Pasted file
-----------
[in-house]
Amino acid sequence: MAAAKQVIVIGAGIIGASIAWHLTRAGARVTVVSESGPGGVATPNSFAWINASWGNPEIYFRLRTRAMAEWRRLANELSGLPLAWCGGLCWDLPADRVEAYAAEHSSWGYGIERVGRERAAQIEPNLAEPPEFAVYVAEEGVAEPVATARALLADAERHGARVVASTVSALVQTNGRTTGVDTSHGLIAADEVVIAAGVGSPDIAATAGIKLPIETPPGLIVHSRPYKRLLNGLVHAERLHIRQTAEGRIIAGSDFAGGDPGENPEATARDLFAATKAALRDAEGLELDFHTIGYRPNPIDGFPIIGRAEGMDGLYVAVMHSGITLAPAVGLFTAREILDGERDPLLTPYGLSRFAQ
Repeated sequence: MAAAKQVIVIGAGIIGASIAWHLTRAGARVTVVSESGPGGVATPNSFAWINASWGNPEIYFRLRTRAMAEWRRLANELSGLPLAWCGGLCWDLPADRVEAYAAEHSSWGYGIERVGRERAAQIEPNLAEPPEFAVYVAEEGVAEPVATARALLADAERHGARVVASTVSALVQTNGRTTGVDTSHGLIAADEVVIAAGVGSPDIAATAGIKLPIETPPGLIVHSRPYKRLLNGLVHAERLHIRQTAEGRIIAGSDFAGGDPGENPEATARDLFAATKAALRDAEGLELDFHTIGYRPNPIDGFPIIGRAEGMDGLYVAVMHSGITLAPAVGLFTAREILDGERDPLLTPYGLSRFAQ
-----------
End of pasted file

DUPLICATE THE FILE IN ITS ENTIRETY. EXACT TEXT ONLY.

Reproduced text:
[in-house]
Amino acid sequence: MAAAKQVIVIGAGIIGASIAWHLTRAGARVTVVSESGPGGVATPNSFAWINASWGNPEIYFRLRTRAMAEWRRLANELSGLPLAWCGGLCWDLPADRVEAYAAEHSSWGYGIERVGRERAAQIEPNLAEPPEFAVYVAEEGVAEPVATARALLADAERHGARVVASTVSALVQTNGRTTGVDTSHGLIAADEVVIAAGVGSPDIAATAGIKLPIETPPGLIVHSRPYKRLLNGLVHAERLHIRQTAEGRIIAGSDFAGGDPGENPEATARDLFAATKAALRDAEGLELDFHTIGYRPNPIDGFPIIGRAEGMDGLYVAVMHSGITLAPAVGLFTAREILDGERDPLLTPYGLSRFAQ
Repeated sequence: MAAAKQVIVIGAGIIGASIAWHLTRAGARVTVVSESGPGGVATPNSFAWINASWGNPEIYFRLRTRAMAEWRRLANELSGLPLAWCGGLCWDLPADRVEAYAAEHSSWGYGIERVGRERAAQIEPNLAEPPEFAVYVAEEGVAEPVATARALLADAERHGARVVASTVSALVQTNGRTTGVDTSHGLIAADEVVIAAGVGSPDIAATAGIKLPIETPPGLIVHSRPYKRLLNGLVHAERLHIRQTAEGRIIAGSDFAGGDPGENPEATARDLFAATKAALRDAEGLELDFHTIGYRPNPIDGFPIIGRAEGMDGLYVAVMHSGITLAPAVGLFTAREILDGERDPLLTPYGLSRFAQ